Shares of Salesforce.com (NYSE:CRM) stock were up 6.6% on Wednesday as of 7:59 p.m. ET, as investors cheered a rare profit and strong results that topped estimates. Here's a closer look at the final Q1 totals versus Wall Street's projections:
|CRM||Revenue||YOY Growth||EPS||YOY Growth|
|Consensus estimate||$1,501.32 million||22.4%||$0.14||27.3%|
|Q1 actuals||$1,511.17 million||23.2%||$0.16||45.5%|
Commenting on the results, CEO and co-founder Marc Benioff said in a press release:
"Salesforce has surpassed the $6 billion annual revenue run rate faster than any other enterprise software company, and our current outlook puts us on track to reach a $7 billion revenue run rate later this year. Our goal is to be the fastest to reach $10 billion in annual revenue."
What went right: Long known for piling up losses, Salesforce ended the first quarter recording a one-penny profit by generally accepted accounting principles, or GAAP. The surprise gain aided cash flow from operations, which soared 54% year over year to $731 million. Salesforce also seems to be improving its collections on contracted work, as accounts receivable jumped $300 million over last year's Q1. So long as cash flow growth outpaces revenue growth, investors will continue to reap the rewards.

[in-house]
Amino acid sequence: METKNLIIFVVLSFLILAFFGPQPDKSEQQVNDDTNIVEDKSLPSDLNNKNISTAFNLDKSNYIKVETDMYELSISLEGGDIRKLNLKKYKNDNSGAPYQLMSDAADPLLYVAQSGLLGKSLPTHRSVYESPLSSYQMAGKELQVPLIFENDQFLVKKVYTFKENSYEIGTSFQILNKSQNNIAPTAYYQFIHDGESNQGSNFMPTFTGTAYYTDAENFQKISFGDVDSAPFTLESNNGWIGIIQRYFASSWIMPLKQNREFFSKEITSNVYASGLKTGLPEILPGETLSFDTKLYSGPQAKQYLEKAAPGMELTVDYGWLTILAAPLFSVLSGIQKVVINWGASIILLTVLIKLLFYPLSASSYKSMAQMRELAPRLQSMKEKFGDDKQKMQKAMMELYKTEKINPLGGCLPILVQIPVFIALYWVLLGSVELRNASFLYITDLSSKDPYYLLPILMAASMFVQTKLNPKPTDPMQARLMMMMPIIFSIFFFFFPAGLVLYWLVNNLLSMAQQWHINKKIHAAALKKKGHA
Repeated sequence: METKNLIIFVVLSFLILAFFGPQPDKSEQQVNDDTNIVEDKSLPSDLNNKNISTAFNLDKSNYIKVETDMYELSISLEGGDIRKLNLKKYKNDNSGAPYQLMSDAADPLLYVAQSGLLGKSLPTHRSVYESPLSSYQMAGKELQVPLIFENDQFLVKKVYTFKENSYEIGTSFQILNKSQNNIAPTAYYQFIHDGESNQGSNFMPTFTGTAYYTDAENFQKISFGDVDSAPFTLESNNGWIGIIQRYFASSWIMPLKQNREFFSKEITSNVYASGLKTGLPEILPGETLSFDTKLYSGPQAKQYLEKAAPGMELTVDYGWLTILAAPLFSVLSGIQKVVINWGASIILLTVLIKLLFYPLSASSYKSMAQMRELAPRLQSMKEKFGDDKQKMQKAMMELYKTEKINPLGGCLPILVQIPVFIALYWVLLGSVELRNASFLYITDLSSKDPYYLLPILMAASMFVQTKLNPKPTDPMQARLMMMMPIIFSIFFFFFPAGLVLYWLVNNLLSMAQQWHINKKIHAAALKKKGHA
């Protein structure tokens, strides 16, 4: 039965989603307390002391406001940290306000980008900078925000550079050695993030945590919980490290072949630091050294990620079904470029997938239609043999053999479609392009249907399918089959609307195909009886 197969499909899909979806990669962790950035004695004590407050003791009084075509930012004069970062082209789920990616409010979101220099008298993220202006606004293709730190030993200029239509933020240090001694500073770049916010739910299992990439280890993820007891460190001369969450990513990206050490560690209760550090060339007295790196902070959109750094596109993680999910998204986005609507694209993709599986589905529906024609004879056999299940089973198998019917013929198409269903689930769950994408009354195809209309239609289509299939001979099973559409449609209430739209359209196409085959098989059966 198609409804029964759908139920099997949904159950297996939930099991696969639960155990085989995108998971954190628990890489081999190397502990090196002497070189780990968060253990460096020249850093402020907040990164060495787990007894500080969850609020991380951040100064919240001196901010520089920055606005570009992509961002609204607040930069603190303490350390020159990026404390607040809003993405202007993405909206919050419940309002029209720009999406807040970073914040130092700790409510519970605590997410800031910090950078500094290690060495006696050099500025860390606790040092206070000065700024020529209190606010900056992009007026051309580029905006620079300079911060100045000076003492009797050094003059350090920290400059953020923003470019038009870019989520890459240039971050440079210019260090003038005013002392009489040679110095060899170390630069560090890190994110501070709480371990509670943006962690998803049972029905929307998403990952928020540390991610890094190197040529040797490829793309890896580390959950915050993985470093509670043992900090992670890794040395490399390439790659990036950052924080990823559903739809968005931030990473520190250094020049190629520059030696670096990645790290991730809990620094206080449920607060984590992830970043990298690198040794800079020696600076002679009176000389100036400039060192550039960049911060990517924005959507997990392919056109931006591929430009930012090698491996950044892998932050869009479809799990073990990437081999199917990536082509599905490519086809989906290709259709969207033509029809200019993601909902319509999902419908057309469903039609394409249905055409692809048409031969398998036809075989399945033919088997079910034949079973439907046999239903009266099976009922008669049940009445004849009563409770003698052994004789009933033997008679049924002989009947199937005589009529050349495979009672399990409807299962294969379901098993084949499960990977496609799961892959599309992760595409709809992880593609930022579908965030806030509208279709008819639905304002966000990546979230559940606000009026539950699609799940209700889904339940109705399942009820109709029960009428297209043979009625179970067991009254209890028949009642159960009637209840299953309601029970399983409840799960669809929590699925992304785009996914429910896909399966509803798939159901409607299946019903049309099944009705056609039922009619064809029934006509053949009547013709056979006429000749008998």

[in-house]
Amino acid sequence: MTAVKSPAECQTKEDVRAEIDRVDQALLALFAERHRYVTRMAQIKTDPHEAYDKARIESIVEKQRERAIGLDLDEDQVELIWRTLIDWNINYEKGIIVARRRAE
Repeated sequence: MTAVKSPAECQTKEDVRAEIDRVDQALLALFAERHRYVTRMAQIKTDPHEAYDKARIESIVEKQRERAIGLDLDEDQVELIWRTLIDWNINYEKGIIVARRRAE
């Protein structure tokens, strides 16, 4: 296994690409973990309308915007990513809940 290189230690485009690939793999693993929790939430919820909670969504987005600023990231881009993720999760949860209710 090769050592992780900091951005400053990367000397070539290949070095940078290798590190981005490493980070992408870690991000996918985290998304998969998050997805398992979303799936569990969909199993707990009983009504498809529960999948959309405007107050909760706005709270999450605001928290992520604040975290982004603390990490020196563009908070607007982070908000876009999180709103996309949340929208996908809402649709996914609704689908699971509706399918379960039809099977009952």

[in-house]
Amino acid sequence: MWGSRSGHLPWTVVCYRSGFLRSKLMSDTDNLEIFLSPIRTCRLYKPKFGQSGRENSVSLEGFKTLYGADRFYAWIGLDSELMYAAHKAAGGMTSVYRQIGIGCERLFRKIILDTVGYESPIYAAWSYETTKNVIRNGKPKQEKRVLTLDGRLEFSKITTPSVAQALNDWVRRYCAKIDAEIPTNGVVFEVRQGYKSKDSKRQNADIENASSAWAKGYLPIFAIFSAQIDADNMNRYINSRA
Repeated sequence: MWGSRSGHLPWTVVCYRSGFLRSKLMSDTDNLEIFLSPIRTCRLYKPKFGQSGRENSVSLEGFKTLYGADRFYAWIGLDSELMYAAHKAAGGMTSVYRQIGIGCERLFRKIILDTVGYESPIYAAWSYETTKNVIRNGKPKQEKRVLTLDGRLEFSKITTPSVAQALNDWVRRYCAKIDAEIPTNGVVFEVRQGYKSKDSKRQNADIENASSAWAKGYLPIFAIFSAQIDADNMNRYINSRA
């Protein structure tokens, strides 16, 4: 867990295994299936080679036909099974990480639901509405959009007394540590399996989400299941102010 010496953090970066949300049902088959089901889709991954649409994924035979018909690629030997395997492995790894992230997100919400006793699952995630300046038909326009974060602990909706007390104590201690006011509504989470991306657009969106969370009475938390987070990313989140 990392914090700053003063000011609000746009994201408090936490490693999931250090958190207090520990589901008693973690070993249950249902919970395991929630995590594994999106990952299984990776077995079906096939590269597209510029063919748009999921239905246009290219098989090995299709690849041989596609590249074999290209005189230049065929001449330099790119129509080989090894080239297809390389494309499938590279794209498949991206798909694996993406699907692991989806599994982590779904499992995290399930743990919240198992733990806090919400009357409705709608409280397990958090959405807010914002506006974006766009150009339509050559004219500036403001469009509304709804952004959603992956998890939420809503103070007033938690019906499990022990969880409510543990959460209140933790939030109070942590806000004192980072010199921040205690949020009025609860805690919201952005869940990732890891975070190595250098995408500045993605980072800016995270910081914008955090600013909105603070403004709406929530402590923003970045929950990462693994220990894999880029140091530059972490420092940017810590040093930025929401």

What went wrong: There isn't much to complain about. If there's a troubling sign, it's in the gross margin, which declined 1.5 percentage points year over year as Salesforce failed to generate a meaningful profit from professional services. Overall revenue from consulting improved 33.2%, but not enough to cover the cost to deliver those services to clients. (Though, to be fair, the gap is tightening -- losses from services delivery fell to just $1.68 million, down from $3.89 million in last year's Q1.)
What's next: Looking ahead, Salesforce forecast $1.59 billion to $1.6 billion in revenue and between $0.17 and $0.18 a share in profit after accounting for stock-based compensation and other non-cash charges. Analysts tracked by S&P Capital IQ have the company generating $1,587.66 million in revenue and $0.17 a share in adjusted profit, versus $1,318.55 million and $0.13 a share in last year's Q2.
Longer term, analysts have Salesforce growing earnings by an average of 26.21% annually during the next three to five years.
In the meantime, investors should keep a close eye on deferred versus unbilled deferred revenue. One speaks to sales collected but not yet recorded as revenue (deferred), while the other refers to contracted work (unbilled). I'd much rather see billed deferred revenue grow faster, because contracts can always be changed or cancelled. Checks, on the other hand, get cashed.